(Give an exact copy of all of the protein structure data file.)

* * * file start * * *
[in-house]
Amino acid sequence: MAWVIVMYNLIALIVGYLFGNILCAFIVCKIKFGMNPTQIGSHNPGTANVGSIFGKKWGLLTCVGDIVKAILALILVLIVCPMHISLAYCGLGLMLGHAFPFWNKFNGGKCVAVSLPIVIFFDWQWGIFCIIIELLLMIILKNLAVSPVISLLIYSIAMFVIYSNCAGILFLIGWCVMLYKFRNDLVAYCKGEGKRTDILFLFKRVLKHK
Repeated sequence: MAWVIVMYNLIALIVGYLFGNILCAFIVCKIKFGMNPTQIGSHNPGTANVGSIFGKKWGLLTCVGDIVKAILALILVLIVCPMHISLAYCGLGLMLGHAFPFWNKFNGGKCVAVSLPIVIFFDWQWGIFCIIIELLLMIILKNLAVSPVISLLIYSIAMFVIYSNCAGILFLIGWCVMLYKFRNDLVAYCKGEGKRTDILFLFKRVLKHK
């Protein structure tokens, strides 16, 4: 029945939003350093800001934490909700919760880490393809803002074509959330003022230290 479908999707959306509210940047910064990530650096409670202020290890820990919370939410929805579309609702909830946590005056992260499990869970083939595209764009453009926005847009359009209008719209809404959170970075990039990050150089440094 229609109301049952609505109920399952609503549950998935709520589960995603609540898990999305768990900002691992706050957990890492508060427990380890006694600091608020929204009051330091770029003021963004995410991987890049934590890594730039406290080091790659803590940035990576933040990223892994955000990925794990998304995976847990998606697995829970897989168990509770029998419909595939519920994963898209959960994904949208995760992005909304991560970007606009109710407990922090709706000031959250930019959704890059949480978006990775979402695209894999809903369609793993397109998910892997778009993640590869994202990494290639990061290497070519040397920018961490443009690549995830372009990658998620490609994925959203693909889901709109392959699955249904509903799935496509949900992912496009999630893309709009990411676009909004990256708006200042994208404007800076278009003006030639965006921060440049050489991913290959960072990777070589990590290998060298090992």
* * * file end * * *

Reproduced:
[in-house]
Amino acid sequence: MAWVIVMYNLIALIVGYLFGNILCAFIVCKIKFGMNPTQIGSHNPGTANVGSIFGKKWGLLTCVGDIVKAILALILVLIVCPMHISLAYCGLGLMLGHAFPFWNKFNGGKCVAVSLPIVIFFDWQWGIFCIIIELLLMIILKNLAVSPVISLLIYSIAMFVIYSNCAGILFLIGWCVMLYKFRNDLVAYCKGEGKRTDILFLFKRVLKHK
Repeated sequence: MAWVIVMYNLIALIVGYLFGNILCAFIVCKIKFGMNPTQIGSHNPGTANVGSIFGKKWGLLTCVGDIVKAILALILVLIVCPMHISLAYCGLGLMLGHAFPFWNKFNGGKCVAVSLPIVIFFDWQWGIFCIIIELLLMIILKNLAVSPVISLLIYSIAMFVIYSNCAGILFLIGWCVMLYKFRNDLVAYCKGEGKRTDILFLFKRVLKHK
């Protein structure tokens, strides 16, 4: 029945939003350093800001934490909700919760880490393809803002074509959330003022230290 479908999707959306509210940047910064990530650096409670202020290890820990919370939410929805579309609702909830946590005056992260499990869970083939595209764009453009926005847009359009209008719209809404959170970075990039990050150089440094 229609109301049952609505109920399952609503549950998935709520589960995603609540898990999305768990900002691992706050957990890492508060427990380890006694600091608020929204009051330091770029003021963004995410991987890049934590890594730039406290080091790659803590940035990576933040990223892994955000990925794990998304995976847990998606697995829970897989168990509770029998419909595939519920994963898209959960994904949208995760992005909304991560970007606009109710407990922090709706000031959250930019959704890059949480978006990775979402695209894999809903369609793993397109998910892997778009993640590869994202990494290639990061290497070519040397920018961490443009690549995830372009990658998620490609994925959203693909889901709109392959699955249904509903799935496509949900992912496009999630893309709009990411676009909004990256708006200042994208404007800076278009003006030639965006921060440049050489991913290959960072990777070589990590290998060298090992």